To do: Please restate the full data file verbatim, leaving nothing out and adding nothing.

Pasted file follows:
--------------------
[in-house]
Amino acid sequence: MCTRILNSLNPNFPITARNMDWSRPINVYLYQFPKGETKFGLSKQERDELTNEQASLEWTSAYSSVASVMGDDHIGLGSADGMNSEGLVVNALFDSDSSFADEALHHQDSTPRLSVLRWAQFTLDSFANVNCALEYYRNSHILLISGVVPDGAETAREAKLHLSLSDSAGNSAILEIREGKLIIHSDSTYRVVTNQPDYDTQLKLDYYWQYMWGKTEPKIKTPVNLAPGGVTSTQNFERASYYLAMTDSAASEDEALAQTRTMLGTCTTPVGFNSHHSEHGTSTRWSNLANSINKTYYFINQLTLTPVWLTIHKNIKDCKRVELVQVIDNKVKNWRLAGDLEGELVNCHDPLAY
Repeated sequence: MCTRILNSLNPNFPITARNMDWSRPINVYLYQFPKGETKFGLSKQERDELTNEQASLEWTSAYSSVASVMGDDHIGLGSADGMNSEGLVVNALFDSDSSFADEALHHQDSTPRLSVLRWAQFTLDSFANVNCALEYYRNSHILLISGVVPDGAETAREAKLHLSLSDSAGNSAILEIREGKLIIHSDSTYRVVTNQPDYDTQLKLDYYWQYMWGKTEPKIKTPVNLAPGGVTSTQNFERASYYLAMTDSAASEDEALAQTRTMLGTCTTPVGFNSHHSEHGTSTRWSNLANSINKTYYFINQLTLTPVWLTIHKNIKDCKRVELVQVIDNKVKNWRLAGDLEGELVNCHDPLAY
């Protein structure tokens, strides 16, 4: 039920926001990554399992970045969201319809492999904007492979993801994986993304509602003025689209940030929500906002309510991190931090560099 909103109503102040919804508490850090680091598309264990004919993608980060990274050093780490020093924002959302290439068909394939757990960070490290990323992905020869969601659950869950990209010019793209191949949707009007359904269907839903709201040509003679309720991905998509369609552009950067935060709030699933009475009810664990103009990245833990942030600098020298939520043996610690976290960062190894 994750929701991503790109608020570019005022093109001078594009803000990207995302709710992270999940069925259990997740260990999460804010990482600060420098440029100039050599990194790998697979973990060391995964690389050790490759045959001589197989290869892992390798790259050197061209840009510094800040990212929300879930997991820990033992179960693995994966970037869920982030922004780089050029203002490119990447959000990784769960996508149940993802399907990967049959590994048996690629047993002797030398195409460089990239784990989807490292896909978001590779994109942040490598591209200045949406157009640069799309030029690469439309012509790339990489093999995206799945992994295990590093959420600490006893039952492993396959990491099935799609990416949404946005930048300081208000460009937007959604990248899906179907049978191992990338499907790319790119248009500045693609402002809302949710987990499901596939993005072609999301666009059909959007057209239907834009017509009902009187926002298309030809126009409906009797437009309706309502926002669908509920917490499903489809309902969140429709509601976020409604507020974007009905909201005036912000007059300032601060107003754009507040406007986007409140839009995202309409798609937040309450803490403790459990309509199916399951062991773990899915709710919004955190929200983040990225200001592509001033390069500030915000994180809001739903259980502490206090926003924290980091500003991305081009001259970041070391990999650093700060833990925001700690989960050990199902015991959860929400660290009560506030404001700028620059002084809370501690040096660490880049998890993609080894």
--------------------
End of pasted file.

[in-house]
Amino acid sequence: MCTRILNSLNPNFPITARNMDWSRPINVYLYQFPKGETKFGLSKQERDELTNEQASLEWTSAYSSVASVMGDDHIGLGSADGMNSEGLVVNALFDSDSSFADEALHHQDSTPRLSVLRWAQFTLDSFANVNCALEYYRNSHILLISGVVPDGAETAREAKLHLSLSDSAGNSAILEIREGKLIIHSDSTYRVVTNQPDYDTQLKLDYYWQYMWGKTEPKIKTPVNLAPGGVTSTQNFERASYYLAMTDSAASEDEALAQTRTMLGTCTTPVGFNSHHSEHGTSTRWSNLANSINKTYYFINQLTLTPVWLTIHKNIKDCKRVELVQVIDNKVKNWRLAGDLEGELVNCHDPLAY
Repeated sequence: MCTRILNSLNPNFPITARNMDWSRPINVYLYQFPKGETKFGLSKQERDELTNEQASLEWTSAYSSVASVMGDDHIGLGSADGMNSEGLVVNALFDSDSSFADEALHHQDSTPRLSVLRWAQFTLDSFANVNCALEYYRNSHILLISGVVPDGAETAREAKLHLSLSDSAGNSAILEIREGKLIIHSDSTYRVVTNQPDYDTQLKLDYYWQYMWGKTEPKIKTPVNLAPGGVTSTQNFERASYYLAMTDSAASEDEALAQTRTMLGTCTTPVGFNSHHSEHGTSTRWSNLANSINKTYYFINQLTLTPVWLTIHKNIKDCKRVELVQVIDNKVKNWRLAGDLEGELVNCHDPLAY
């Protein structure tokens, strides 16, 4: 039920926001990554399992970045969201319809492999904007492979993801994986993304509602003025689209940030929500906002309510991190931090560099 909103109503102040919804508490850090680091598309264990004919993608980060990274050093780490020093924002959302290439068909394939757990960070490290990323992905020869969601659950869950990209010019793209191949949707009007359904269907839903709201040509003679309720991905998509369609552009950067935060709030699933009475009810664990103009990245833990942030600098020298939520043996610690976290960062190894 994750929701991503790109608020570019005022093109001078594009803000990207995302709710992270999940069925259990997740260990999460804010990482600060420098440029100039050599990194790998697979973990060391995964690389050790490759045959001589197989290869892992390798790259050197061209840009510094800040990212929300879930997991820990033992179960693995994966970037869920982030922004780089050029203002490119990447959000990784769960996508149940993802399907990967049959590994048996690629047993002797030398195409460089990239784990989807490292896909978001590779994109942040490598591209200045949406157009640069799309030029690469439309012509790339990489093999995206799945992994295990590093959420600490006893039952492993396959990491099935799609990416949404946005930048300081208000460009937007959604990248899906179907049978191992990338499907790319790119248009500045693609402002809302949710987990499901596939993005072609999301666009059909959007057209239907834009017509009902009187926002298309030809126009409906009797437009309706309502926002669908509920917490499903489809309902969140429709509601976020409604507020974007009905909201005036912000007059300032601060107003754009507040406007986007409140839009995202309409798609937040309450803490403790459990309509199916399951062991773990899915709710919004955190929200983040990225200001592509001033390069500030915000994180809001739903259980502490206090926003924290980091500003991305081009001259970041070391990999650093700060833990925001700690989960050990199902015991959860929400660290009560506030404001700028620059002084809370501690040096660490880049998890993609080894």